Phytoplankton bloom south of Ireland

Phytoplankton bloom south of Ireland
  • Credit:

    Jeff Schmaltz

South of Ireland in the North Atlantic Ocean, milky blue clouds of phytoplankton float on the water's surface. These phytoplankton, which are probably coccolithophores, feed off of nutrients in the water brought to the surface from the ocean floor by cold-water upwellings. The nutrients, sunlight, and warm ocean surface temperatures make for ideal growing conditions, and these blooms can appear literally overnight. Because they multiply so fast, they also tend to consume the nutrients quickly, and so the blooms can fade as quickly as they appear.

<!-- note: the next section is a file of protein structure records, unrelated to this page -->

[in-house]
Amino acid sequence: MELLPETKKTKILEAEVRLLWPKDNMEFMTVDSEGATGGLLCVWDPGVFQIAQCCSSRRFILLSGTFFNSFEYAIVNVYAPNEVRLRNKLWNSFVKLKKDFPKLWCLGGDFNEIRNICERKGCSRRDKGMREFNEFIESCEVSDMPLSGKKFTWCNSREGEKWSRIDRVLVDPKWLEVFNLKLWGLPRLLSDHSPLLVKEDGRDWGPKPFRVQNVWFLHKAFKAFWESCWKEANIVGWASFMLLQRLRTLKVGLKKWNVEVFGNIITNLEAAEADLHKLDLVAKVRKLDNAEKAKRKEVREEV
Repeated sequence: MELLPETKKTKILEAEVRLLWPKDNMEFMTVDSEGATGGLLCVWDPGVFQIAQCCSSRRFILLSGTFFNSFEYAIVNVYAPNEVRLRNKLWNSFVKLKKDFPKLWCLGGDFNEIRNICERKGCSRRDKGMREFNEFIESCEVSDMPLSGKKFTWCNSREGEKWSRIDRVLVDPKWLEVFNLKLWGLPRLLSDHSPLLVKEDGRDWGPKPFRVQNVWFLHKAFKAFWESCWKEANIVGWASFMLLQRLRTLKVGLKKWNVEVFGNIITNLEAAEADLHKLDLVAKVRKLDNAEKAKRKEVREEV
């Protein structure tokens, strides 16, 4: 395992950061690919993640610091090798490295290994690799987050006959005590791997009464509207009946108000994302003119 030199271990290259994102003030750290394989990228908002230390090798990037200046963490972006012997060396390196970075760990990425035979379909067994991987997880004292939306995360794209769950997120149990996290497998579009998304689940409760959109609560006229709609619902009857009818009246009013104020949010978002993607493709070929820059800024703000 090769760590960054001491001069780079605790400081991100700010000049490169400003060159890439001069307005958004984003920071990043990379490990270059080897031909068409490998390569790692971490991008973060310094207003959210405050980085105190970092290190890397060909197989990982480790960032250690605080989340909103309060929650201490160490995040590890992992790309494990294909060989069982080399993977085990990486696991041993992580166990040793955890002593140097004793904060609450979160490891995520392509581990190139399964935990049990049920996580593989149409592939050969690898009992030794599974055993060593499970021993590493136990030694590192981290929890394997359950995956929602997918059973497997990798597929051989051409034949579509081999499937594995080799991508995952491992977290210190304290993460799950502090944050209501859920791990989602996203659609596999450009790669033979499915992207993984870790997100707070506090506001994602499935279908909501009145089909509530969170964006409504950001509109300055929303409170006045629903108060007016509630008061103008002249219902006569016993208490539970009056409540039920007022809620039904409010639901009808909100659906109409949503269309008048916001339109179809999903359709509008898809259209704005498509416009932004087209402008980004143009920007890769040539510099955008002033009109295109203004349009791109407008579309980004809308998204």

In this true-color Terra MODIS image from June 9, 2005, the coccolithophores stretch from the southern Irish coast toward the Bretagne region of France at lower right. At about the middle of the image, just off the Cornish coast of the UK, are the Isles of Scilly Because of the moderating influence of the Atlantic on their climate, these islands are able to grow flowers in great abundance.

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  • Data Date:

    June 9, 2005
  • Visualization Date:

    January 5, 2005
  • Sensor(s):

    Terra - MODIS
NASA - National Aeronautics and Space Administration